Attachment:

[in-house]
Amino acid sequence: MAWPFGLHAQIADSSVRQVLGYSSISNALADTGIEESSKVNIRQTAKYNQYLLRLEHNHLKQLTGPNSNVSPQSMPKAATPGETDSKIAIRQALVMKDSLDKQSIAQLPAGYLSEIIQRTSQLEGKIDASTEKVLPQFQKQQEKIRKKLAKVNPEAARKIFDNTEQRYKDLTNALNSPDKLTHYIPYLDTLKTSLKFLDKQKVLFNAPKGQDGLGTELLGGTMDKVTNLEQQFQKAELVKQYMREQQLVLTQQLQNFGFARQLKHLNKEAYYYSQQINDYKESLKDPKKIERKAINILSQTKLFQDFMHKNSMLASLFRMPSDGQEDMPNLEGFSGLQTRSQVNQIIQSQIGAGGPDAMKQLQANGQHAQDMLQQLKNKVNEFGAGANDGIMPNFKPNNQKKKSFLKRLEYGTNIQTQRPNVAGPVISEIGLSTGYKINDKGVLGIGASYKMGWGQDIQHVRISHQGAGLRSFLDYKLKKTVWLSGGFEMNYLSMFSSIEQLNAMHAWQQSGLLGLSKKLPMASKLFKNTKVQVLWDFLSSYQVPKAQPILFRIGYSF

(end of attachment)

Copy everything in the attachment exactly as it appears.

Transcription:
[in-house]
Amino acid sequence: MAWPFGLHAQIADSSVRQVLGYSSISNALADTGIEESSKVNIRQTAKYNQYLLRLEHNHLKQLTGPNSNVSPQSMPKAATPGETDSKIAIRQALVMKDSLDKQSIAQLPAGYLSEIIQRTSQLEGKIDASTEKVLPQFQKQQEKIRKKLAKVNPEAARKIFDNTEQRYKDLTNALNSPDKLTHYIPYLDTLKTSLKFLDKQKVLFNAPKGQDGLGTELLGGTMDKVTNLEQQFQKAELVKQYMREQQLVLTQQLQNFGFARQLKHLNKEAYYYSQQINDYKESLKDPKKIERKAINILSQTKLFQDFMHKNSMLASLFRMPSDGQEDMPNLEGFSGLQTRSQVNQIIQSQIGAGGPDAMKQLQANGQHAQDMLQQLKNKVNEFGAGANDGIMPNFKPNNQKKKSFLKRLEYGTNIQTQRPNVAGPVISEIGLSTGYKINDKGVLGIGASYKMGWGQDIQHVRISHQGAGLRSFLDYKLKKTVWLSGGFEMNYLSMFSSIEQLNAMHAWQQSGLLGLSKKLPMASKLFKNTKVQVLWDFLSSYQVPKAQPILFRIGYSF